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Editor’s comment: Doing it by the numbers


Two zero four. 204 days, that is. Until Friday 27 November. I shan’t call it by its other name, not just yet anyway. In terms of planning, it’s all over bar the screaming and shouting, according to most people I’ve talked to recently. And there will be screaming and shouting.
With the next edition of eDelivery Magazine due out imminently, I’ve been reflecting on an article from the first edition, which came out back in February, in the almost-aftermath of the Black Friday / Christmas peak. It has also chimed with something else that has been uppermost in my thoughts lately – the importance of data.

One of the unintended consequences of Black Friday 2014 was the diminution of a Christmas sales uptick. In fact, according to data from CapGemini and IMRG, UK shoppers spent just 5% more in December 2014 than they did in 2013. Why? Because almost one fifth of online Christmas shopping was done over the Black Friday / Cyber Monday weekend.

Other numbers that caught my eye while catching up on the eDelivery back-issue included:

  • 70% of UK e-retailers ran promotions over the Black Friday weekend with sales up by 180%
  • Parcel volumes over the Black Friday weekend increased by 30% above the expected level
  • Even those retailers that didn’t run promotions enjoyed the halo effect with sales increasing by 24%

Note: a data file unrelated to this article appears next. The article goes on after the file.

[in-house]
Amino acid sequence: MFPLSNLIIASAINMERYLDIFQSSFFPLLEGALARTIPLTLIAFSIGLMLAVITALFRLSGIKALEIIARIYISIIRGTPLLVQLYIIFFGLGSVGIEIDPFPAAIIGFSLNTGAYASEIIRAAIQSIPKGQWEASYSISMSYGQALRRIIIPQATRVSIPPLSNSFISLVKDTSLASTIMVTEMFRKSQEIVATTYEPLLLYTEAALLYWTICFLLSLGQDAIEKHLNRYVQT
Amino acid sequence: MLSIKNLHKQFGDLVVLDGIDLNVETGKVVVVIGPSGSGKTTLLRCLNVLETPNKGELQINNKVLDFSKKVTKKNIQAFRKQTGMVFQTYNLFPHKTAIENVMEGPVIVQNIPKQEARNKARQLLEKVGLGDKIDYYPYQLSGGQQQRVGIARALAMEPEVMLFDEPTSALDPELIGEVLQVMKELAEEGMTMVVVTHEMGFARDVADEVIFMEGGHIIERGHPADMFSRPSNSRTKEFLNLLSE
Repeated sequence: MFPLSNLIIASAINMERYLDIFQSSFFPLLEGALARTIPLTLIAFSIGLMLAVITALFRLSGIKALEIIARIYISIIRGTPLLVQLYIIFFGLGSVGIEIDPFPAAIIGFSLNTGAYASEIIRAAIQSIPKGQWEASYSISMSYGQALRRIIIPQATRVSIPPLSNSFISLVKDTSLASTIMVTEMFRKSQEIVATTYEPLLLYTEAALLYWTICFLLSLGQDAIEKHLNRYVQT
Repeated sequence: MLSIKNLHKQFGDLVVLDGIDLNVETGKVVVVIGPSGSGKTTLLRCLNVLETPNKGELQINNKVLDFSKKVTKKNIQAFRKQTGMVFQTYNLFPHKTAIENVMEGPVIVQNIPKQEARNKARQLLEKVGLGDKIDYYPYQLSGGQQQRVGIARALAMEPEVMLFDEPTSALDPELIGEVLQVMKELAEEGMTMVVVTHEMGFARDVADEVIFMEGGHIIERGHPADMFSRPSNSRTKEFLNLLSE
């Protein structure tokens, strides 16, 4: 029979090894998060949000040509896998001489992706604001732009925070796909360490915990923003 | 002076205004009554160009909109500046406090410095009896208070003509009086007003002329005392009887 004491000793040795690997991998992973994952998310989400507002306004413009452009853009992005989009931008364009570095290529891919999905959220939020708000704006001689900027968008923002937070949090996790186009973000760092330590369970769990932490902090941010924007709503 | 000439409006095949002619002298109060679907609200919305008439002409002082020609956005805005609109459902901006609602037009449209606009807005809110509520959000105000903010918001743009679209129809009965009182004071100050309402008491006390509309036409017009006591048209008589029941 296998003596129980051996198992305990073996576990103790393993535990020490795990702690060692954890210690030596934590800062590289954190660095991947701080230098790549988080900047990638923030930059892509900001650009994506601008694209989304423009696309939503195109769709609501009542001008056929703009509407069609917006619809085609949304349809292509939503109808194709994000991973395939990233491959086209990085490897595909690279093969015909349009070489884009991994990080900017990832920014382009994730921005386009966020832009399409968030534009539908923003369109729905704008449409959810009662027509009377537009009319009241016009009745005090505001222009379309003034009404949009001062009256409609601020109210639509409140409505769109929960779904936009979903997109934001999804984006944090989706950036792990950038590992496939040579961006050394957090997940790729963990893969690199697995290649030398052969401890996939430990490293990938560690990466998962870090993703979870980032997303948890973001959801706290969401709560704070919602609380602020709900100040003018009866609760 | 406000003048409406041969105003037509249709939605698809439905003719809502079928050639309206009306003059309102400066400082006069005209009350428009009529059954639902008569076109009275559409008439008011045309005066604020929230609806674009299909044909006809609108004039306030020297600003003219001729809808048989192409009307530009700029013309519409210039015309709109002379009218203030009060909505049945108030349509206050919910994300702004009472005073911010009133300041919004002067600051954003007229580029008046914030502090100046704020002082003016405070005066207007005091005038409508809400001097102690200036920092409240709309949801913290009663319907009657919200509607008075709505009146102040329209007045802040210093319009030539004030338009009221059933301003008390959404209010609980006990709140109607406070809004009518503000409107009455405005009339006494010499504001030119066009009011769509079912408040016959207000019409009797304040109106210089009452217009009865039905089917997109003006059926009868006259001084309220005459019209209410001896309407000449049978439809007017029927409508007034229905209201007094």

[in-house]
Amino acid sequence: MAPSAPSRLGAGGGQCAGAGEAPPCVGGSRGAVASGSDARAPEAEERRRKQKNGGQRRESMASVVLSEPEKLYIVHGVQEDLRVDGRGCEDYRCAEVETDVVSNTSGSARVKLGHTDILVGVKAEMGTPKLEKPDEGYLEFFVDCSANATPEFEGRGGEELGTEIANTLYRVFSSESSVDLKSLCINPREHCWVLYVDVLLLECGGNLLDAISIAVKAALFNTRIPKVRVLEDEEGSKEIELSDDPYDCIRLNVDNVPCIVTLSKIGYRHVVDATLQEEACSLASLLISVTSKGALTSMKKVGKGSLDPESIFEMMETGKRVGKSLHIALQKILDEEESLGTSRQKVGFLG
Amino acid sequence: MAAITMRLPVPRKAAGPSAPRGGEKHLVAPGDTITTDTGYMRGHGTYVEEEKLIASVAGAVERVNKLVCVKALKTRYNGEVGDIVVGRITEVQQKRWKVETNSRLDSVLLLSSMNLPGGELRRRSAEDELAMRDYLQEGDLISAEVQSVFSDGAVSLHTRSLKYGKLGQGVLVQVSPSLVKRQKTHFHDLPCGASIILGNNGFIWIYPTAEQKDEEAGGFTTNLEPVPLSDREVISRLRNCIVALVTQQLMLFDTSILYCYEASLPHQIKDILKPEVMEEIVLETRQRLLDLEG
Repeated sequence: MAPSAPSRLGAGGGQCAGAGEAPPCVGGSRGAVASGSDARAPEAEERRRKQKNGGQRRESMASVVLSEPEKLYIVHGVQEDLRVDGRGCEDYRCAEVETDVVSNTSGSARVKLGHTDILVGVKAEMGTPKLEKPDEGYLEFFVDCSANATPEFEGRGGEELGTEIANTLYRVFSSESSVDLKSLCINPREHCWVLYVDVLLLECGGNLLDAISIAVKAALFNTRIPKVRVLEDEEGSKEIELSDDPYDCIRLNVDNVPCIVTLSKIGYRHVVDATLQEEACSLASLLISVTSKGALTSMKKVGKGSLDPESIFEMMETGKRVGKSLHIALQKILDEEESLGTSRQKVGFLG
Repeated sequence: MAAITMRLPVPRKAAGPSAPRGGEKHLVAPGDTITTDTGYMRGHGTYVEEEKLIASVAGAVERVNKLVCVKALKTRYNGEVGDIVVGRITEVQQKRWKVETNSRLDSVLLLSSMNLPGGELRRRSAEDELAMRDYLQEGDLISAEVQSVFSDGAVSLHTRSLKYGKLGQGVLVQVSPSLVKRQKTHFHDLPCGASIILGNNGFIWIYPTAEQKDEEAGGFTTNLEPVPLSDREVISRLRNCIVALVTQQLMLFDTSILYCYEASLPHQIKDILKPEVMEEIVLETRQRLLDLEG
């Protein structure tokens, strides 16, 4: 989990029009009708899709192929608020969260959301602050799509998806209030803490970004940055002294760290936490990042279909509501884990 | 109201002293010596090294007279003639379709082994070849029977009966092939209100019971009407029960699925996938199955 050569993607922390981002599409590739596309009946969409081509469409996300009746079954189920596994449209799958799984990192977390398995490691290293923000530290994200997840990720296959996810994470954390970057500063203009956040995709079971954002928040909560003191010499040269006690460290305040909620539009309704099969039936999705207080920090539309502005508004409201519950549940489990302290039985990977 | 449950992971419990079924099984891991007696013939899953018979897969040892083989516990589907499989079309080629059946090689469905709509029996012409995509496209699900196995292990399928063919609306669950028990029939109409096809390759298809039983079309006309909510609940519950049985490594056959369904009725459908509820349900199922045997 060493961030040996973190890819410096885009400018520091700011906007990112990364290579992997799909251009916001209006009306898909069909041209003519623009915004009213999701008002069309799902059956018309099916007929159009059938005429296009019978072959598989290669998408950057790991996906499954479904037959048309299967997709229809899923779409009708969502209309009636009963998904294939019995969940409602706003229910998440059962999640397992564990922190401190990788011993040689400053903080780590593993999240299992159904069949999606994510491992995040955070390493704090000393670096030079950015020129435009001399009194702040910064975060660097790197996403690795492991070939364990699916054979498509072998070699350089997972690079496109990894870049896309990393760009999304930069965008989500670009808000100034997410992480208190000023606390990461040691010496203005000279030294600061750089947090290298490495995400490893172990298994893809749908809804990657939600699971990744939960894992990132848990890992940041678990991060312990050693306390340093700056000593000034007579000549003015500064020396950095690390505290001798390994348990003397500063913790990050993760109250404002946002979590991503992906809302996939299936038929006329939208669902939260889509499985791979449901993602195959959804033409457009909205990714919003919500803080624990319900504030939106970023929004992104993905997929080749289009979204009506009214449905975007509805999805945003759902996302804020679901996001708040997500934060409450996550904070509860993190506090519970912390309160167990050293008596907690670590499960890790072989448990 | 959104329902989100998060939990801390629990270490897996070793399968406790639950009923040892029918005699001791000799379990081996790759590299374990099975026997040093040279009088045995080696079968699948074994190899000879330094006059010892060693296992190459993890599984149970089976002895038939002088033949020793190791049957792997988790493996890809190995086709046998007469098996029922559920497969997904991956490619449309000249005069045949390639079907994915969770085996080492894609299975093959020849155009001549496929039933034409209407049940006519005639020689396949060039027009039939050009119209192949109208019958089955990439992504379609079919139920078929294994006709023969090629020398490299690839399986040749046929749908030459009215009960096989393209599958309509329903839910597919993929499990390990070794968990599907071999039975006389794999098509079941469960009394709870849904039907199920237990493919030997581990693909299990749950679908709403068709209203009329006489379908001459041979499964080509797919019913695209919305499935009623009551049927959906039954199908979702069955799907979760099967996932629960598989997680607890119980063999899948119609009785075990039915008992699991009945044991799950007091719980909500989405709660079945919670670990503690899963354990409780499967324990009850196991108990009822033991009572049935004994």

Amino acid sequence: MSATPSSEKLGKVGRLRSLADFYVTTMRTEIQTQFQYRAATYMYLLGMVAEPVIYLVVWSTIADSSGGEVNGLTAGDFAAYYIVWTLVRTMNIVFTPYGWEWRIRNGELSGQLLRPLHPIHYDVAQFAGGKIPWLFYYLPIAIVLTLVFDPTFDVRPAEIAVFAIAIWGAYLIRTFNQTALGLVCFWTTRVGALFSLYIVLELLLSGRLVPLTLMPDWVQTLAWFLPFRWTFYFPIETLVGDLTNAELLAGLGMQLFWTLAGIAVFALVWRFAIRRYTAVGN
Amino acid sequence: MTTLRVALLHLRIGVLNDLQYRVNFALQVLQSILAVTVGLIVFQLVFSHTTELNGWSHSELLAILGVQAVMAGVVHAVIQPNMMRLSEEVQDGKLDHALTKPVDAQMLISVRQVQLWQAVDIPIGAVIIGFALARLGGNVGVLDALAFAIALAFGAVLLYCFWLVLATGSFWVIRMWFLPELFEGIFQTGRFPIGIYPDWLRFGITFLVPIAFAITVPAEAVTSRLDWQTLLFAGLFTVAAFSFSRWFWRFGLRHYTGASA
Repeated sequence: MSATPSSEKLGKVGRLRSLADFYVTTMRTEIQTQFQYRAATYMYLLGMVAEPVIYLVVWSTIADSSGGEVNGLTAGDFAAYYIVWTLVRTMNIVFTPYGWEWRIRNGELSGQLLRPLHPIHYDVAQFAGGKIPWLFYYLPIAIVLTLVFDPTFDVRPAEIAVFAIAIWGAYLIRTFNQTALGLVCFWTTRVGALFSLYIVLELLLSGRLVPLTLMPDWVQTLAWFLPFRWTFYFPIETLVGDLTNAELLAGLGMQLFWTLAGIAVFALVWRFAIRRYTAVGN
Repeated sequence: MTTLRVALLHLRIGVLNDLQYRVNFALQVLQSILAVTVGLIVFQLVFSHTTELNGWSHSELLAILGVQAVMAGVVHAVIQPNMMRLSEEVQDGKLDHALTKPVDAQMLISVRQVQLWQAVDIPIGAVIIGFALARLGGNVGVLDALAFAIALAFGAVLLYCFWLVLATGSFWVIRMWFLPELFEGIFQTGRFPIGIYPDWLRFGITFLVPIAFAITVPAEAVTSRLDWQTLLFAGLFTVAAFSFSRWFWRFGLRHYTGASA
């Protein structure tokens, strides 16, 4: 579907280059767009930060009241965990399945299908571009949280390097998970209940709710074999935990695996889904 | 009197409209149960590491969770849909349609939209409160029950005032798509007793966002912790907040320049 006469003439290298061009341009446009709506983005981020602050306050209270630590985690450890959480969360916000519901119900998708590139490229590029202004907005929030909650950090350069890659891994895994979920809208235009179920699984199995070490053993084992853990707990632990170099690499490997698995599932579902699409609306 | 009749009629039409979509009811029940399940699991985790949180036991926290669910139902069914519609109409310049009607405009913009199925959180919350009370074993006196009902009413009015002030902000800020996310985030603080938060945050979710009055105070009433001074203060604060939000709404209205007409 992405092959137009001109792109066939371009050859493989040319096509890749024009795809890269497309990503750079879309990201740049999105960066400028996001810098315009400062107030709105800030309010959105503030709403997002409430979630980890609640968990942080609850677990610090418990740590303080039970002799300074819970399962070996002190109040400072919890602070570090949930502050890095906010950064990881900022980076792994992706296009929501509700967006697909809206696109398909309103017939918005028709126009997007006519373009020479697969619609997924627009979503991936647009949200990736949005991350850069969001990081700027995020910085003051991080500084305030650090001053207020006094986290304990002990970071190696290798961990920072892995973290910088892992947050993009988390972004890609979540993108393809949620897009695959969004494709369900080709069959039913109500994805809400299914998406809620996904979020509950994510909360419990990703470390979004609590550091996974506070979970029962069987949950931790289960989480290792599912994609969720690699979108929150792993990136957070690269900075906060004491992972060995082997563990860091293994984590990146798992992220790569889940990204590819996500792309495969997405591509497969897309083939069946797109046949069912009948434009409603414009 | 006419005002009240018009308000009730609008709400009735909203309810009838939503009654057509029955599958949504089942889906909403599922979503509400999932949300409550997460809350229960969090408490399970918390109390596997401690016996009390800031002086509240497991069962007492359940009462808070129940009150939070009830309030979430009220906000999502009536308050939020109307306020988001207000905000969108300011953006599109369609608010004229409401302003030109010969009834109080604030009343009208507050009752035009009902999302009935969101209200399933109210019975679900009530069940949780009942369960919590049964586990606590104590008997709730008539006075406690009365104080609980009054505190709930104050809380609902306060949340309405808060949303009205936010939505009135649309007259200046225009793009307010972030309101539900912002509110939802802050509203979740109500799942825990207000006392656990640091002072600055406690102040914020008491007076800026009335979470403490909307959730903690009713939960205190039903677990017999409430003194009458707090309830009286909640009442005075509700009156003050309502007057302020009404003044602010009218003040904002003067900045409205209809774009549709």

You’ll find that article here.

Once you throw into the mix the expected 1 billion parcels some people think the UK retail sector will ship, stir in a little greater public awareness thanks to last year’s publicity, and then add the potential for heightened anxiety about Christmas presents that fail to materialise, and you don’t exactly have a recipe for a fun and frolic filled festive period.

Some described last year’s peak as a tsunami. It’s not a bad analogy. Volumes were sucked out of the industry by a public waiting to shop when the prices drop, after which there was an almighty inpouring of orders.

Sticking with that analogy, what’s needed now is a tsunami early warning system. Surely.

And just like the real thing, except of course that one saves actual lives from genuinely terrifying natural disasters, it would need to be built on data.

This is a theme I’ve explored in a piece I’ve recently penned for eDelivery’s big sister, InternetRetailing. It’s not out yet, but I’ll let you know when it is.

Last year’s numbers turned out to be so huge that they created their own special gravitational pull. This year we’ve already seen predictions from IMRG of more parcels, more online sales, and the increasing need to hit high first-time delivery rates.

Those predicted bigger numbers don’t – because they can’t – take into consideration what might happen as a result of even more people saving up for a big Black Friday splash, followed by a tame Christmas. Getting caught out will be all too easy. If volumes dry up you’ll still have wages and bills to pay. When you get swamped, are you going to be throwing money at the problem in an attempt to make it go away? I’m afraid I don’t the answer to that.

But I do have an inkling of where you should be looking to find the answers – they’re in the numbers, you’ve just got to look for them.

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